Monday, July 13, 2009
There has been much in the news recently that deserves comment. Reams have already been written about certain people and issues. You may think that all pertinent information on the following topics has made it into the public domain and that any additional perspective would be redundant. Of course, you would be wrong. In my review of available information on these stories, there is a glaring gap and that gap is the perspective of an aging white guy transplant from the mid-west who is currently living in the deep south. This is a gross oversight that must be addressed.
So, without further ado--and there has been a gracious plenty of that--I present said perspectives.
Michael Jackson. From all indications, Mr. Jackson is still dead. As a business model strategy, one that closely parallels that adopted by The King his-own-self, Elvis Presley, when your act is popular primarily because you have become a parody of your own-earlier-self, death is an excellent career move. Reportedly, there is a large cache of unreleased MJ recordings which will now be packaged and relentlessly marketed via Infomercials. These new recordings, along with collections of MJ's "Greatest Hits", MJ's "Mediocre Hits" and MJ's "B Sides" will continue to create millions of dollars of revenue. The most interesting aspect of this looming marketing juggernaut is the question of who, exactly, will benefit. My prediction, given the early indications based on recent child custody discussions, family comments to the media and such, is that the scramble for a place at the MJ lucre trough will make the family squabbles over Dr. MLK's money-producing legacy look like a pillow fight at a Brownie Scout pajama party.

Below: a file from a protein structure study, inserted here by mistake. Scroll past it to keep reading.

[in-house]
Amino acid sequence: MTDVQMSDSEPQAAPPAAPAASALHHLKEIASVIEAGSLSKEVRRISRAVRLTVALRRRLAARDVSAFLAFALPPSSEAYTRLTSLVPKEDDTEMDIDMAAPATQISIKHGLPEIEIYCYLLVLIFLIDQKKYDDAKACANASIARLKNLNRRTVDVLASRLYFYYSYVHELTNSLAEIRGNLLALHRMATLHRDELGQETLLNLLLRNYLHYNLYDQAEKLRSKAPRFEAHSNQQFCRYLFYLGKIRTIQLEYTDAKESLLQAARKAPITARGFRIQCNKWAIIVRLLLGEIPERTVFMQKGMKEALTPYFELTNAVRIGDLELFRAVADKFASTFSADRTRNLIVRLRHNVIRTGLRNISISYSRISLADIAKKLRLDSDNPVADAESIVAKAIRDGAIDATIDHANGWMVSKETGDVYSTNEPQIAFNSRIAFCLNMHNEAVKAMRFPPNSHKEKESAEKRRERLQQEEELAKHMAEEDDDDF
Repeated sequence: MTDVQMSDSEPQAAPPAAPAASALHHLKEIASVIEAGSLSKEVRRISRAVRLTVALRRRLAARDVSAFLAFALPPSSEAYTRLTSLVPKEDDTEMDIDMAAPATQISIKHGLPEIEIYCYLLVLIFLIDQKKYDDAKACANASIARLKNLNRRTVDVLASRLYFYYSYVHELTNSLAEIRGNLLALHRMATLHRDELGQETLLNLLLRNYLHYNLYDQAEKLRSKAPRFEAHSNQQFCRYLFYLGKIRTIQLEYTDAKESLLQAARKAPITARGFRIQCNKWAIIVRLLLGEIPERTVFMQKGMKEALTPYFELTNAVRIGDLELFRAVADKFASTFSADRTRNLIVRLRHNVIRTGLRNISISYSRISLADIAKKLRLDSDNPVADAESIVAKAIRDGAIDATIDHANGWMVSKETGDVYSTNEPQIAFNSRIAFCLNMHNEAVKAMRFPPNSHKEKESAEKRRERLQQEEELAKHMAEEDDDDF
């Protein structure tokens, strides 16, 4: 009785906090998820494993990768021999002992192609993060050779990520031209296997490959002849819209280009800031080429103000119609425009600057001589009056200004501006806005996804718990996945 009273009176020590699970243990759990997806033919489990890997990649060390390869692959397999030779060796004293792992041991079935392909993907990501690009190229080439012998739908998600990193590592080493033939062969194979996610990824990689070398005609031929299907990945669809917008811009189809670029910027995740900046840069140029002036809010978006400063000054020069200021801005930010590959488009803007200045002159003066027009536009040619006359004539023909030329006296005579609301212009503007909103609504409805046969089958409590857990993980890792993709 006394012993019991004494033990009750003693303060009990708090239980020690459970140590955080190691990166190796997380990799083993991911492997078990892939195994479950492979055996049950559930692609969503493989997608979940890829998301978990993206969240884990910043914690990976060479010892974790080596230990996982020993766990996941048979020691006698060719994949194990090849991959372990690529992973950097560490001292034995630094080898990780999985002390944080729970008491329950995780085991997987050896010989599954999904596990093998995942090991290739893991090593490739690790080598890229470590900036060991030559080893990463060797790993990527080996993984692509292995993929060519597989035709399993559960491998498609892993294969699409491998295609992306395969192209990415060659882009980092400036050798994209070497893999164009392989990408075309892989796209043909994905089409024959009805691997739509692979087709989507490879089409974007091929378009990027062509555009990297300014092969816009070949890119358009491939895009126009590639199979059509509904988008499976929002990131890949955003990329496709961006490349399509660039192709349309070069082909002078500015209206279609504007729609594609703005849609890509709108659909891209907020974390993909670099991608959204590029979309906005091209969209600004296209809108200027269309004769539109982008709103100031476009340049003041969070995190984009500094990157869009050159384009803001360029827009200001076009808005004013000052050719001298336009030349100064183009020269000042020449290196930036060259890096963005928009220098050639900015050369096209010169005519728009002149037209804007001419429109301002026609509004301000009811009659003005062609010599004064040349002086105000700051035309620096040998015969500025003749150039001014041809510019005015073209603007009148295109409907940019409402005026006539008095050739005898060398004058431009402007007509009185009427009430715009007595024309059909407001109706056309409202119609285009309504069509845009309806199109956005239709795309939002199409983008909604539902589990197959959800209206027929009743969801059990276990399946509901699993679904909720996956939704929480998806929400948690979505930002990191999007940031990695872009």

Sarah Palin. For my personal entertainment dollar, Ms. Palin is still the most interesting nut job in the Republican party, and recall, this is the party of Governor Mark "I love your tan lines" Sanford, Newt "Hey, here's yet another new idea" Gingrich and Nevada's Senator John "The wife and I joined the Promise Keepers (wink, wink)" Ensign. These are tough acts with whom to compete but the Thrilla from Wasilla is more than up to it. It helps, of course, to have an entire family, a daughter's former main squeeze and a hairdresser at the Beehive Beauty Salon who are attracted to media mics like liberals to Birkenstocks. Some say that Ms. Palin is "crazy like a fox" and, in part, I agree. If you want to sharply focus your mind, imagine that Ms. Palin, given the right set of circumstances, could eventually have access to the U.S. nuclear arsenal codes; David Letterman should watch his tasteless remarks.